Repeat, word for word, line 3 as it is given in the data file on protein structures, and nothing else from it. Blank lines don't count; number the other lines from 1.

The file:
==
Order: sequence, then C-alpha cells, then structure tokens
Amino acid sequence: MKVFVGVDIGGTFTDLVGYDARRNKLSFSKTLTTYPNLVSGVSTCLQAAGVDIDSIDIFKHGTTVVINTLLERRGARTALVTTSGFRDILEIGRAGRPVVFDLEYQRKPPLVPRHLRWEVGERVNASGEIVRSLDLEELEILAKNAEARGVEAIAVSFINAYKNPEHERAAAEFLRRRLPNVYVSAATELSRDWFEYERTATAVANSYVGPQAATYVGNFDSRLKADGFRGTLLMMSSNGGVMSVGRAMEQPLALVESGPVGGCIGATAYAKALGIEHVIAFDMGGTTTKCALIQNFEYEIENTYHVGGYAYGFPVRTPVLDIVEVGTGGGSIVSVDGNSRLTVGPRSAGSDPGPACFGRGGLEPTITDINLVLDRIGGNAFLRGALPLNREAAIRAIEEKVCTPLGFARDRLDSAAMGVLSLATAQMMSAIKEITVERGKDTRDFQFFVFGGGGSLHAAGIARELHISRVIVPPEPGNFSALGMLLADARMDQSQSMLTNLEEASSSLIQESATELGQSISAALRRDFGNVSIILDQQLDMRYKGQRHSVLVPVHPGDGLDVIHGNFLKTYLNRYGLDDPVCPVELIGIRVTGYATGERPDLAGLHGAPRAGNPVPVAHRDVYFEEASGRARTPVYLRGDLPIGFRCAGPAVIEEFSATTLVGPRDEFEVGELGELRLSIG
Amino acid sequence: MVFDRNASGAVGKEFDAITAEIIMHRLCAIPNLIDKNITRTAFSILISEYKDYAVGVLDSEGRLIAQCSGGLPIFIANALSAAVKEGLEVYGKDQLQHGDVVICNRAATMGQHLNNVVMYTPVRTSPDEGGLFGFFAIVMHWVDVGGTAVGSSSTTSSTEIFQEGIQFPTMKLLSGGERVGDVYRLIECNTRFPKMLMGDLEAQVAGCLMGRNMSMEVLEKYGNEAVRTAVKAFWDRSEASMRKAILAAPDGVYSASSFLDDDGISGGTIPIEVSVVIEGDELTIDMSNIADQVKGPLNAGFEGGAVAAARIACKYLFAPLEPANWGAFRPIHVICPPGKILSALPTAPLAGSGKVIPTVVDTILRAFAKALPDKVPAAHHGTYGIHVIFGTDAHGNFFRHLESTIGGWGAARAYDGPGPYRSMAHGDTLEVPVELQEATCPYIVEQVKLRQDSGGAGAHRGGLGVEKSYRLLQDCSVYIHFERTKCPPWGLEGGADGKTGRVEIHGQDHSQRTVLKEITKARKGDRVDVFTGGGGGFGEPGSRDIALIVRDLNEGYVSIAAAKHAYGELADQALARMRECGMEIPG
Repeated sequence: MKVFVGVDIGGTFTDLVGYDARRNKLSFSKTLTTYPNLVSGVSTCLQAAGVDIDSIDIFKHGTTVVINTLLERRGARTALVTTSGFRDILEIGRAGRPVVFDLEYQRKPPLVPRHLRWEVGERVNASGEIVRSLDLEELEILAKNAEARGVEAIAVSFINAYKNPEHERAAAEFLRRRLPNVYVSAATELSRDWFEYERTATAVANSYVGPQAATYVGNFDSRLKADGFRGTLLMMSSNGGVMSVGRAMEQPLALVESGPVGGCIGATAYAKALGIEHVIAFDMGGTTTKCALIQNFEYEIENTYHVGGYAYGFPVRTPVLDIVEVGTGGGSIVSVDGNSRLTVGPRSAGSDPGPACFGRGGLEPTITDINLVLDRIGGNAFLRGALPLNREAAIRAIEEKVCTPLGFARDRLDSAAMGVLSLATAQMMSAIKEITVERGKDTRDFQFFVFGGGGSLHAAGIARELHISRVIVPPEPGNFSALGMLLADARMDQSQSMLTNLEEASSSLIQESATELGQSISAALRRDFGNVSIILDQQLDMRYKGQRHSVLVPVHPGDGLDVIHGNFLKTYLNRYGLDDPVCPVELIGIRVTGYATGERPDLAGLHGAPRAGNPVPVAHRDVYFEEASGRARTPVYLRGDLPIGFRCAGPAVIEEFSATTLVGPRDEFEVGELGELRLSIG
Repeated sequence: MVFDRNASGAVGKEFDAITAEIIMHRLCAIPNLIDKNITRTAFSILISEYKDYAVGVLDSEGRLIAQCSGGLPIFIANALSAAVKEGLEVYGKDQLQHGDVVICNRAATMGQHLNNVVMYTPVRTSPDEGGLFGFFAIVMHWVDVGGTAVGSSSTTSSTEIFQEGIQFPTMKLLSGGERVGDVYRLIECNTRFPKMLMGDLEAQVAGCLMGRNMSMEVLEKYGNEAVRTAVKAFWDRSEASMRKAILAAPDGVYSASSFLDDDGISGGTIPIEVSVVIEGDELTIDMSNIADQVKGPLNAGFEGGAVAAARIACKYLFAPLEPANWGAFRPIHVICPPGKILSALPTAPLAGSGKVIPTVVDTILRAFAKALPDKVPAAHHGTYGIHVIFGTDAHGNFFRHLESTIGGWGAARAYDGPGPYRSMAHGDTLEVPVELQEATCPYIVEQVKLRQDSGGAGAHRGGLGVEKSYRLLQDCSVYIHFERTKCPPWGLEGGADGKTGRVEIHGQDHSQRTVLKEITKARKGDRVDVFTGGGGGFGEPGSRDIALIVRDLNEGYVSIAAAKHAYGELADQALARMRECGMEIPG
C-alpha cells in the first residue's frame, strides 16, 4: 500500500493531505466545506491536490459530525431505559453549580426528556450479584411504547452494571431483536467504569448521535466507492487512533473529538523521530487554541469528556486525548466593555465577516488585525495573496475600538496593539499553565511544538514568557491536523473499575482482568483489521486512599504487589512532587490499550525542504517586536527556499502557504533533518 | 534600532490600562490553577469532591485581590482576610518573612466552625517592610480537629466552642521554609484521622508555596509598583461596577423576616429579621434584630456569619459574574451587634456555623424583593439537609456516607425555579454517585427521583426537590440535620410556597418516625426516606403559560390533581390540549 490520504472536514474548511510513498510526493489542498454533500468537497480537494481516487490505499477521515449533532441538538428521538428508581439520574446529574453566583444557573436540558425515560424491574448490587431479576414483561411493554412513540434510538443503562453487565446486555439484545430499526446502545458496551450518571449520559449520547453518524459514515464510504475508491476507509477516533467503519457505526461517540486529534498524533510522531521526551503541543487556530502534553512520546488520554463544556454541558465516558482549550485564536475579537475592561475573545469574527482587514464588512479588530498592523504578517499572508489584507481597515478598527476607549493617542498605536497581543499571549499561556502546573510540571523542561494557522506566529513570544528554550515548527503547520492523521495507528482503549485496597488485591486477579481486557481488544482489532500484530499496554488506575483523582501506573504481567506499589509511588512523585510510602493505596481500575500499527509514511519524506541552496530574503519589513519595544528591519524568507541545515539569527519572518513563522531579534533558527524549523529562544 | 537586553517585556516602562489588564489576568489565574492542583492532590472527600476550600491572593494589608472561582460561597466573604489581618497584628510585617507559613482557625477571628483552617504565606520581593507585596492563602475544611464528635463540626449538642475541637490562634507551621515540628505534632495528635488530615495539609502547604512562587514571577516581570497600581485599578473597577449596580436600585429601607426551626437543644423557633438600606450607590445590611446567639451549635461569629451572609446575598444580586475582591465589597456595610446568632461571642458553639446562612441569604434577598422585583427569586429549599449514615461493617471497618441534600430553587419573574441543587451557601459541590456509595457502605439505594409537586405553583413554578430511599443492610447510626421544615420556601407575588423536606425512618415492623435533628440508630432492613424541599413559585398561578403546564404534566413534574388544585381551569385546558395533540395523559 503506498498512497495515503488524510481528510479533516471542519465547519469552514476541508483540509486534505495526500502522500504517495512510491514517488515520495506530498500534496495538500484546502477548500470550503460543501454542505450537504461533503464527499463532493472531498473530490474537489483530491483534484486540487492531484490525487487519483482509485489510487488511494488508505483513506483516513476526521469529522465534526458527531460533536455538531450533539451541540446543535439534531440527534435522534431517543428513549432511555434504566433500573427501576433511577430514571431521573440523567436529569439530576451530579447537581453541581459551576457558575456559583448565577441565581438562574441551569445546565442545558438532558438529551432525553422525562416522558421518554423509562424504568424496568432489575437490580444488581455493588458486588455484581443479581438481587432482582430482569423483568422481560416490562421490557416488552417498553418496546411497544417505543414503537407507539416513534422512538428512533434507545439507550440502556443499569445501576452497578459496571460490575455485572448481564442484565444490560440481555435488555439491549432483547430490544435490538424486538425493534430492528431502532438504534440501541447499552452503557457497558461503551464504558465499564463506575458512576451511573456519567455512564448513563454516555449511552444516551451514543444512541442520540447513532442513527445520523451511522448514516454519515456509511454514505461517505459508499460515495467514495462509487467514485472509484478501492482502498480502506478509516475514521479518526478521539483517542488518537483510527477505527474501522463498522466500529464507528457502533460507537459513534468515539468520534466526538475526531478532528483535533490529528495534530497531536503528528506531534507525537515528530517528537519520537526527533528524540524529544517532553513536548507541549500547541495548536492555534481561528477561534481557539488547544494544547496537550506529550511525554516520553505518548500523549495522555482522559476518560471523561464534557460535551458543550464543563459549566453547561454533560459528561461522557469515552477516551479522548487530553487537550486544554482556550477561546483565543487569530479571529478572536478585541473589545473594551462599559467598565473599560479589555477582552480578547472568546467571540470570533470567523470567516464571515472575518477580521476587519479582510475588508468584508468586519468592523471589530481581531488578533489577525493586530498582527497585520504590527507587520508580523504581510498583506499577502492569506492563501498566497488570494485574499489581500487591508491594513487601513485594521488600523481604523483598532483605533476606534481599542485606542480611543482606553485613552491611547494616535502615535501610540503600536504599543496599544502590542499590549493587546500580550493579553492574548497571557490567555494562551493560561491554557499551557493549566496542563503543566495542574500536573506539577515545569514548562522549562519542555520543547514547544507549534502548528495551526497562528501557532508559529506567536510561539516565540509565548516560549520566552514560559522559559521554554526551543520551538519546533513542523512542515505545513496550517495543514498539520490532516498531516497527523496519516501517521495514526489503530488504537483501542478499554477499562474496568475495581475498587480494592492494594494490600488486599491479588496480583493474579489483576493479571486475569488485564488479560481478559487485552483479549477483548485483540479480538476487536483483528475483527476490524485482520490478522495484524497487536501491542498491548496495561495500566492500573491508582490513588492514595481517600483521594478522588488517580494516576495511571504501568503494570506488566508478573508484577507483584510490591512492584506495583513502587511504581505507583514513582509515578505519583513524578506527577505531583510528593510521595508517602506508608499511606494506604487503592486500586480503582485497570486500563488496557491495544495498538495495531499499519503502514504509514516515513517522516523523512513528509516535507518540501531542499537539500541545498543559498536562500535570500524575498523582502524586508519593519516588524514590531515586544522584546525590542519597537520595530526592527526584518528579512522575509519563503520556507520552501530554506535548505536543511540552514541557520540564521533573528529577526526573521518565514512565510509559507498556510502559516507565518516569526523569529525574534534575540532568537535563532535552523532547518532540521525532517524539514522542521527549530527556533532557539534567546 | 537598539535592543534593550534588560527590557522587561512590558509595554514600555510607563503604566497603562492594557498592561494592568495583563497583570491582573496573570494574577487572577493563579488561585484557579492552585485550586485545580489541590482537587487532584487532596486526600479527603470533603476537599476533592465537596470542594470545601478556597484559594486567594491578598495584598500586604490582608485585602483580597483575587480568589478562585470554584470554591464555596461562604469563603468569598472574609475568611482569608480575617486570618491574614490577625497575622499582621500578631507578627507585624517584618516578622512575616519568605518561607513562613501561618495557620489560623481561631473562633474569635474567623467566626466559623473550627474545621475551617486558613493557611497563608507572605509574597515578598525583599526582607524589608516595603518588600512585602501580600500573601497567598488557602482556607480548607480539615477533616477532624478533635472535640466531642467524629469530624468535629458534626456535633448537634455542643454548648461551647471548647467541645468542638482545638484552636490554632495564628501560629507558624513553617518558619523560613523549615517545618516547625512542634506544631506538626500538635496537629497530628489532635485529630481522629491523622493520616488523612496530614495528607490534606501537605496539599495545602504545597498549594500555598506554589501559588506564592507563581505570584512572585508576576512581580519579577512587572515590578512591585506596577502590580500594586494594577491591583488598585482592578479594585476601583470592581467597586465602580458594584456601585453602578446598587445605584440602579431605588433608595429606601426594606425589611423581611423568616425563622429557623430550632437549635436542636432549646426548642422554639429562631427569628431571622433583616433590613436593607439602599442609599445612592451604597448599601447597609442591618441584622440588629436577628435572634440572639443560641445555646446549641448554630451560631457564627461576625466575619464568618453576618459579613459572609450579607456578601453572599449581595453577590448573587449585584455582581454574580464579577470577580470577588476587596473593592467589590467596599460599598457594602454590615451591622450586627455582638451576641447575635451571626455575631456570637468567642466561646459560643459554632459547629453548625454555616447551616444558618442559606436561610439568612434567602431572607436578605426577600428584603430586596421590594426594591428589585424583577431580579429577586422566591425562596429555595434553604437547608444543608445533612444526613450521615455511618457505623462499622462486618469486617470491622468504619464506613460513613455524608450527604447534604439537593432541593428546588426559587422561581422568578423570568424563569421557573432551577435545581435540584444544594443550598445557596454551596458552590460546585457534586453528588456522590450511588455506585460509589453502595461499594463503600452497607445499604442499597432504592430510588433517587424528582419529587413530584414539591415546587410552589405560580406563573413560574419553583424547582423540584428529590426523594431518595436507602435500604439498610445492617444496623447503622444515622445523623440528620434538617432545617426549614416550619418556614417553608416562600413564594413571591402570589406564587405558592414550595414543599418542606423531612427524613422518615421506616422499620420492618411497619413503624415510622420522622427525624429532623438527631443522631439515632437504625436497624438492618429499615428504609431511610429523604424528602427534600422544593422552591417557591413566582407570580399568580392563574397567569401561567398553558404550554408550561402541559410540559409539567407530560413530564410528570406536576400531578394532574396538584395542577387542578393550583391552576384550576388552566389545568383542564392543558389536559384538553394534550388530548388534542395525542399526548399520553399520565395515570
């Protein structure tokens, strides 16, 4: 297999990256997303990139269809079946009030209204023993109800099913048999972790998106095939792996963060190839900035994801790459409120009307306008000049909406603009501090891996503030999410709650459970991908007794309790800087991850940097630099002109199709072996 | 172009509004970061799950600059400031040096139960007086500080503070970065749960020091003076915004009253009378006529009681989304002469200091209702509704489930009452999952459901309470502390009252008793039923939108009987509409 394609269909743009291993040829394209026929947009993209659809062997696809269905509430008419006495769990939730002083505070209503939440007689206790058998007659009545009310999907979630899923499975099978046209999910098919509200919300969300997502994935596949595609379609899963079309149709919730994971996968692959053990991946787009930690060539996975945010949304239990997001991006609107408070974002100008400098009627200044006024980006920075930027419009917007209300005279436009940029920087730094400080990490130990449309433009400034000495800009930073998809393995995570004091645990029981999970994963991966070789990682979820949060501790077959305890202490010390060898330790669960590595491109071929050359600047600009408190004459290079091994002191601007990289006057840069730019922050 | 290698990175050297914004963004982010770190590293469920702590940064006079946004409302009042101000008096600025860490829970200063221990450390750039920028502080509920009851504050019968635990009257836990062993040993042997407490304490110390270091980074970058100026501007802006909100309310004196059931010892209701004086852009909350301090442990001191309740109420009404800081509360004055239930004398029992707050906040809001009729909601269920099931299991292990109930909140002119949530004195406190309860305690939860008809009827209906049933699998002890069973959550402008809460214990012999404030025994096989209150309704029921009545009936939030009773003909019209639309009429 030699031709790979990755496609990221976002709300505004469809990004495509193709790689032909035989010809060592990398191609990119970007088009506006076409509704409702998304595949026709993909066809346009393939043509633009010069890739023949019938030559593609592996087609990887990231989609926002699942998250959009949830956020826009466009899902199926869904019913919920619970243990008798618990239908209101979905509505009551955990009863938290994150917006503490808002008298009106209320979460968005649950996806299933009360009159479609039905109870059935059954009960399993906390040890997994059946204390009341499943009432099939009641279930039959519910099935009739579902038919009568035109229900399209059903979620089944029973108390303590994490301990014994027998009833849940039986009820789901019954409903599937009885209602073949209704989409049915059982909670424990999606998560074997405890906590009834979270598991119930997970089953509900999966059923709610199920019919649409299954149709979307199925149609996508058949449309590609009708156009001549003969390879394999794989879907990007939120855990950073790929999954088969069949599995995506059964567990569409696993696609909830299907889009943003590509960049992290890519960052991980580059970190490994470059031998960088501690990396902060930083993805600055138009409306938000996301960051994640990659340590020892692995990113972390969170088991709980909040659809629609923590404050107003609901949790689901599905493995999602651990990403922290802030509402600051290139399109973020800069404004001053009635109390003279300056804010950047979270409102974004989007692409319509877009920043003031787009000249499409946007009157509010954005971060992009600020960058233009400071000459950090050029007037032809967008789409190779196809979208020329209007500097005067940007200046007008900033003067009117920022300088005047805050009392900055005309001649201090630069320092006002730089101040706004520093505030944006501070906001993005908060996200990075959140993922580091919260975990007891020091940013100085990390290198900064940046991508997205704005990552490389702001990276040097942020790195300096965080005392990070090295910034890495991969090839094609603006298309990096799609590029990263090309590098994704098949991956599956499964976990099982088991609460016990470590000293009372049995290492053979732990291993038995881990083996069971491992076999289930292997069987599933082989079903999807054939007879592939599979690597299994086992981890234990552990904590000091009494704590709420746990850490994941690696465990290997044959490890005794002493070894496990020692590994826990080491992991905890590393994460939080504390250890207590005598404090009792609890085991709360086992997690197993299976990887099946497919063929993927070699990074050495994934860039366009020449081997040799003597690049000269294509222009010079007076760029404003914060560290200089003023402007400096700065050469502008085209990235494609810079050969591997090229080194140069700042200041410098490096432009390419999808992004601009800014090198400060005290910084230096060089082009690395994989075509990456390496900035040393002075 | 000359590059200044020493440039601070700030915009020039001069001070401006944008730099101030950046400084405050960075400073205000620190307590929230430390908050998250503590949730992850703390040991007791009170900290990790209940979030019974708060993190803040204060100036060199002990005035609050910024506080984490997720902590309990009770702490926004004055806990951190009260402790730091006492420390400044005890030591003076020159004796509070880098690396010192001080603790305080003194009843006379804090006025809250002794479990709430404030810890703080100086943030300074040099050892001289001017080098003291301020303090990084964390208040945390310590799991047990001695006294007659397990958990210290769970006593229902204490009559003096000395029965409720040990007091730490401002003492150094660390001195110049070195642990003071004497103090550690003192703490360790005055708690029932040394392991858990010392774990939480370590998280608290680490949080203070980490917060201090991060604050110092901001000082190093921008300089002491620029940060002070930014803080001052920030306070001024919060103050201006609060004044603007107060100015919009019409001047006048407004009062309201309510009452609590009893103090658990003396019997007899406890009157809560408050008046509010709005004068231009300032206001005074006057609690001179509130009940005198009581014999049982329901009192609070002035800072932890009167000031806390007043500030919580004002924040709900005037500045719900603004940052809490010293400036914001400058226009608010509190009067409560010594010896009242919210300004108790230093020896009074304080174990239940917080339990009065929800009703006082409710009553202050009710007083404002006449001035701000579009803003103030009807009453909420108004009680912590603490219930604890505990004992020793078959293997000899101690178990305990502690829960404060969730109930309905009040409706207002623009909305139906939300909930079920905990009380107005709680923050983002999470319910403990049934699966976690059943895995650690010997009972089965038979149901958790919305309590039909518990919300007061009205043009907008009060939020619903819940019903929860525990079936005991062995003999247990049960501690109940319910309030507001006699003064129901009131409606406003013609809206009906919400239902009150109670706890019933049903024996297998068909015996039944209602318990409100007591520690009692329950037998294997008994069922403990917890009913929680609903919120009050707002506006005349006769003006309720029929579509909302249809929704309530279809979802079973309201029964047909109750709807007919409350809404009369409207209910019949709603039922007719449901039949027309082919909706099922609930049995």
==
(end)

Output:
Amino acid sequence: MVFDRNASGAVGKEFDAITAEIIMHRLCAIPNLIDKNITRTAFSILISEYKDYAVGVLDSEGRLIAQCSGGLPIFIANALSAAVKEGLEVYGKDQLQHGDVVICNRAATMGQHLNNVVMYTPVRTSPDEGGLFGFFAIVMHWVDVGGTAVGSSSTTSSTEIFQEGIQFPTMKLLSGGERVGDVYRLIECNTRFPKMLMGDLEAQVAGCLMGRNMSMEVLEKYGNEAVRTAVKAFWDRSEASMRKAILAAPDGVYSASSFLDDDGISGGTIPIEVSVVIEGDELTIDMSNIADQVKGPLNAGFEGGAVAAARIACKYLFAPLEPANWGAFRPIHVICPPGKILSALPTAPLAGSGKVIPTVVDTILRAFAKALPDKVPAAHHGTYGIHVIFGTDAHGNFFRHLESTIGGWGAARAYDGPGPYRSMAHGDTLEVPVELQEATCPYIVEQVKLRQDSGGAGAHRGGLGVEKSYRLLQDCSVYIHFERTKCPPWGLEGGADGKTGRVEIHGQDHSQRTVLKEITKARKGDRVDVFTGGGGGFGEPGSRDIALIVRDLNEGYVSIAAAKHAYGELADQALARMRECGMEIPG